Sentinel Article about Andrew Carroll’s Conviction for Marijuana Possession

PotThis article is great coverage from the Keene Sentinel’s Phil Bantz:

Free Stater convicted for pot
Trial brings laughter this time, not chaos
Sentinel Staff
Published: Friday, May 01, 2009
An 18-year-old Keene activist was convicted Friday of possessing a small amount of marijuana during a protest earlier this year.

James Andrew Carroll represented himself during his trial in Keene District Court on a Class B misdemeanor charge of marijuana possession tied to his January arrest in Railroad Square in downtown Keene.

Between 30 and 40 people with ties to the Free State Project showed up to support Carroll during the trial. Many of them protested the state’s marijuana laws, holding up homemade signs outside the courthouse, before the trial was under way.

The Free Staters relocated to New Hampshire as part of an effort to recruit at least 20,000 “liberty-loving people” to the state, according to the project’s Web site. Carroll left California for Keene.

Armed with the works of German philosopher Friedrich Nietzsche and printouts of sections of the U.S. Constitution, Carroll argued that marijuana possession is a victimless crime and said his rights were being violated.

“What’s accomplished by throwing a friendly guy like me in jail?” he asked one of the Keene police officers called to testify for the prosecution.

During the cross-examination of another officer involved in collecting the marijuana seized from Carroll, he asked: “When you touched the plant, did you feel harmed in any way?”

Carroll drew laughs from his supporters in the gallery at various points throughout the trial, and even got a chuckle from Judge Edward J. Burke when he joked that he’d stashed marijuana in the Nietzsche book he brought to court.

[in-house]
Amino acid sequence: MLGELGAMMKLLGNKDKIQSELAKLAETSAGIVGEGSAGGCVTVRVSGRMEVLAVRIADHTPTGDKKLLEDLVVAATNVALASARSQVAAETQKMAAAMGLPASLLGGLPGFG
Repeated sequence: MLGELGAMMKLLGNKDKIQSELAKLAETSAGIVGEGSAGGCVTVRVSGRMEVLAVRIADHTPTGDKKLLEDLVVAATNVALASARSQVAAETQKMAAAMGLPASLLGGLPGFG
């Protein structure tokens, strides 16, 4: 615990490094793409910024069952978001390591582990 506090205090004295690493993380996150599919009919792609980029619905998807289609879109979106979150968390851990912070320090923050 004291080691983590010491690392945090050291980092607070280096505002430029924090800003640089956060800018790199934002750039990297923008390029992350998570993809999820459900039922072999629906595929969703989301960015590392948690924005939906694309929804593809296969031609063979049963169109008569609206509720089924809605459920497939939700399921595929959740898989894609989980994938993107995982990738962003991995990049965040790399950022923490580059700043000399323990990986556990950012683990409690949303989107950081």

“He laughs. He knows marijuana shouldn’t be illegal,” Carroll said.

“I do have a sense of humor,” Burke said.

Carroll took the stand to be cross-examined by Assistant Cheshire County Attorney D. Chris McLaughlin, who declined to question him.

Burke convicted Carroll after the brief trial and handed down a $420 fine, which Carroll refused to pay. The conviction carries a maximum fine of $1,200.

Carroll was also given the option of working off the fine through 42 hours of community service. He declined that option as well, saying any volunteer work he performed would be a personal choice, and not for the state.

Eight days in jail is Carroll’s only other option. He said after the trial that he would do the time and appeal the conviction.

Burke said he would rather see Carroll pay the fine with cash or community service, and gave him until Monday to reconsider his decision.

“I don’t like to do this,” Burke said of the possibility of sending Carroll to jail.

Meanwhile, Carroll’s trial turned out not to be a replay of the scene that played out at District Court during the April 13 arraignment of Manchester videographer Dave Ridley, when Free Staters and their associates protested Burke’s ban of photography in the court’s lobby.

The activists believed Burke was stepping on their right to record in a public space, and some chose to ignore the ban.

Court officials say the ban protects juveniles and victims of crimes walking through the lobby from being photographed without their consent.

There is no state law that addresses the use of recording devices in the corridors and lobbies of courtrooms.

During Ridley’s arraignment, seven people were arrested or given summonses for disorderly conduct.

A Free Stater and an activist with ties to the group recorded Carroll’s trial on video, but no one used a camera in the lobby and there were no arrests.

One of the protesters arrested during Ridley’s arraignment remains at the Cheshire County jail in Westmoreland. Sam Dodson, a Free Stater from Texas, has refused to tell the authorities his name to complete the booking process.

His attorney, Ivy Walker, a Free Stater from Rhode Island, has asked the state Supreme Court to move Dodson through the booking process and grant him a trial because the authorities have his fingerprints.

“The fingerprints are sufficient,” Walker said. “They need to release him or at least schedule a trial.”

The Supreme Court is expected to release a decision on Walker’s argument Monday.

Phillip Bantz can be reached at 352-1234, extension 1409, or

Here is the original link to the article.

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